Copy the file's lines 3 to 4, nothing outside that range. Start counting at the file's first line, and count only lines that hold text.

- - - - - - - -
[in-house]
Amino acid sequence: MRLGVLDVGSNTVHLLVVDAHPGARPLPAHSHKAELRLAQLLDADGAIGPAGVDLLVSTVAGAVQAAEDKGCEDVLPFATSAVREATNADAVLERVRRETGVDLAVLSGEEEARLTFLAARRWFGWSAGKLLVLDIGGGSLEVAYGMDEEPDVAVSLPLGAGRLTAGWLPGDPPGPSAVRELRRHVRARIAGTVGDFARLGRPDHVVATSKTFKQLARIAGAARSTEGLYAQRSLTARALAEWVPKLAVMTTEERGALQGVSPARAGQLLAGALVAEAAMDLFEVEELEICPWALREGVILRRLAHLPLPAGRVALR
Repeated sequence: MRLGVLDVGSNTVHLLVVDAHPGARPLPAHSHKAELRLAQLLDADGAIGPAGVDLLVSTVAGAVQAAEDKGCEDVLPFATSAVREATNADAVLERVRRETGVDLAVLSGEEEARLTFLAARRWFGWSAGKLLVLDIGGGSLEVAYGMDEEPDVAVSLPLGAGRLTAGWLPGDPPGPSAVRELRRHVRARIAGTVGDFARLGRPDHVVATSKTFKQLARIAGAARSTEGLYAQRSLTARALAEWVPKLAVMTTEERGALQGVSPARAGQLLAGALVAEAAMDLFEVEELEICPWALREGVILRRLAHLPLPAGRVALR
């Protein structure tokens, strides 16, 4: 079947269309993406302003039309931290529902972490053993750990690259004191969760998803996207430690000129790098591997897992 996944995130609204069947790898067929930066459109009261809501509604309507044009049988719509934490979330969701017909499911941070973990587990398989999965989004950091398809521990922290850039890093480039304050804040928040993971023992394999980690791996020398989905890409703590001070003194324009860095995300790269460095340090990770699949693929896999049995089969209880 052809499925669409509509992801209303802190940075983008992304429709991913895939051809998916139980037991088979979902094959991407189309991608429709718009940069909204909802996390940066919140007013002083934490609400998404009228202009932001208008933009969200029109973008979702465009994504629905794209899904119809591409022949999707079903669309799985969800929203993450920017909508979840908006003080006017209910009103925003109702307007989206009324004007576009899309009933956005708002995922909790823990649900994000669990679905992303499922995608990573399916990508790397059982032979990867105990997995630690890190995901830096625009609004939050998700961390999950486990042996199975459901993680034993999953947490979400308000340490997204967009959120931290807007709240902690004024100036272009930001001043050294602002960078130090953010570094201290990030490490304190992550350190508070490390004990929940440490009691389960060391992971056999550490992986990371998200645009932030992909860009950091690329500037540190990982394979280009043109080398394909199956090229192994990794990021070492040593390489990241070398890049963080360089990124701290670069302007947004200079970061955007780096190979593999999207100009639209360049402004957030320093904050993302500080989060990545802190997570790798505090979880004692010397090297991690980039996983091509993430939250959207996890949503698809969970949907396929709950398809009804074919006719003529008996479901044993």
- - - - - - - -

Repeated sequence: MRLGVLDVGSNTVHLLVVDAHPGARPLPAHSHKAELRLAQLLDADGAIGPAGVDLLVSTVAGAVQAAEDKGCEDVLPFATSAVREATNADAVLERVRRETGVDLAVLSGEEEARLTFLAARRWFGWSAGKLLVLDIGGGSLEVAYGMDEEPDVAVSLPLGAGRLTAGWLPGDPPGPSAVRELRRHVRARIAGTVGDFARLGRPDHVVATSKTFKQLARIAGAARSTEGLYAQRSLTARALAEWVPKLAVMTTEERGALQGVSPARAGQLLAGALVAEAAMDLFEVEELEICPWALREGVILRRLAHLPLPAGRVALR
């Protein structure tokens, strides 16, 4: 079947269309993406302003039309931290529902972490053993750990690259004191969760998803996207430690000129790098591997897992 996944995130609204069947790898067929930066459109009261809501509604309507044009049988719509934490979330969701017909499911941070973990587990398989999965989004950091398809521990922290850039890093480039304050804040928040993971023992394999980690791996020398989905890409703590001070003194324009860095995300790269460095340090990770699949693929896999049995089969209880 052809499925669409509509992801209303802190940075983008992304429709991913895939051809998916139980037991088979979902094959991407189309991608429709718009940069909204909802996390940066919140007013002083934490609400998404009228202009932001208008933009969200029109973008979702465009994504629905794209899904119809591409022949999707079903669309799985969800929203993450920017909508979840908006003080006017209910009103925003109702307007989206009324004007576009899309009933956005708002995922909790823990649900994000669990679905992303499922995608990573399916990508790397059982032979990867105990997995630690890190995901830096625009609004939050998700961390999950486990042996199975459901993680034993999953947490979400308000340490997204967009959120931290807007709240902690004024100036272009930001001043050294602002960078130090953010570094201290990030490490304190992550350190508070490390004990929940440490009691389960060391992971056999550490992986990371998200645009932030992909860009950091690329500037540190990982394979280009043109080398394909199956090229192994990794990021070492040593390489990241070398890049963080360089990124701290670069302007947004200079970061955007780096190979593999999207100009639209360049402004957030320093904050993302500080989060990545802190997570790798505090979880004692010397090297991690980039996983091509993430939250959207996890949503698809969970949907396929709950398809009804074919006719003529008996479901044993």